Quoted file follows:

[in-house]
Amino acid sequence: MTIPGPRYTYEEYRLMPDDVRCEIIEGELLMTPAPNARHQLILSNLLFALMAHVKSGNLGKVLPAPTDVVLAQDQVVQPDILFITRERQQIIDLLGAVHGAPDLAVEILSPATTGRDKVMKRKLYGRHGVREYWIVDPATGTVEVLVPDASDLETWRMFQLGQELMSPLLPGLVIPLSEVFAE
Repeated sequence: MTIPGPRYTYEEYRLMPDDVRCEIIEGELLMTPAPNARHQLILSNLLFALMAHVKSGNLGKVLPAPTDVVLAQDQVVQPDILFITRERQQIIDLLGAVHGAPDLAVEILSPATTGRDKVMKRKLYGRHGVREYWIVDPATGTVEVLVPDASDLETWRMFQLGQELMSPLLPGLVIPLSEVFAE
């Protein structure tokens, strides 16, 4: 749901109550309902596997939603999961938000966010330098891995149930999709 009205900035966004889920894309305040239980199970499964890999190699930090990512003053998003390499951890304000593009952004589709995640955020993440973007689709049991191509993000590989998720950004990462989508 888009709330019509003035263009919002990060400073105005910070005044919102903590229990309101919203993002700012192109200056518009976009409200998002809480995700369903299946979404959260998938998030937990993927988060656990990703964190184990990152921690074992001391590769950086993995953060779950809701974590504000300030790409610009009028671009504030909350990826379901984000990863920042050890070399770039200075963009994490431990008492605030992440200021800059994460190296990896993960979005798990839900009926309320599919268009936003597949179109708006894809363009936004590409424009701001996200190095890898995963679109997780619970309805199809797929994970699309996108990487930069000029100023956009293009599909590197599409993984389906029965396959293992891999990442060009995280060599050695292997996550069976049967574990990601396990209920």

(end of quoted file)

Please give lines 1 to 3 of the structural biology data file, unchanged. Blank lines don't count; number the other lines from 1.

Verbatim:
[in-house]
Amino acid sequence: MTIPGPRYTYEEYRLMPDDVRCEIIEGELLMTPAPNARHQLILSNLLFALMAHVKSGNLGKVLPAPTDVVLAQDQVVQPDILFITRERQQIIDLLGAVHGAPDLAVEILSPATTGRDKVMKRKLYGRHGVREYWIVDPATGTVEVLVPDASDLETWRMFQLGQELMSPLLPGLVIPLSEVFAE
Repeated sequence: MTIPGPRYTYEEYRLMPDDVRCEIIEGELLMTPAPNARHQLILSNLLFALMAHVKSGNLGKVLPAPTDVVLAQDQVVQPDILFITRERQQIIDLLGAVHGAPDLAVEILSPATTGRDKVMKRKLYGRHGVREYWIVDPATGTVEVLVPDASDLETWRMFQLGQELMSPLLPGLVIPLSEVFAE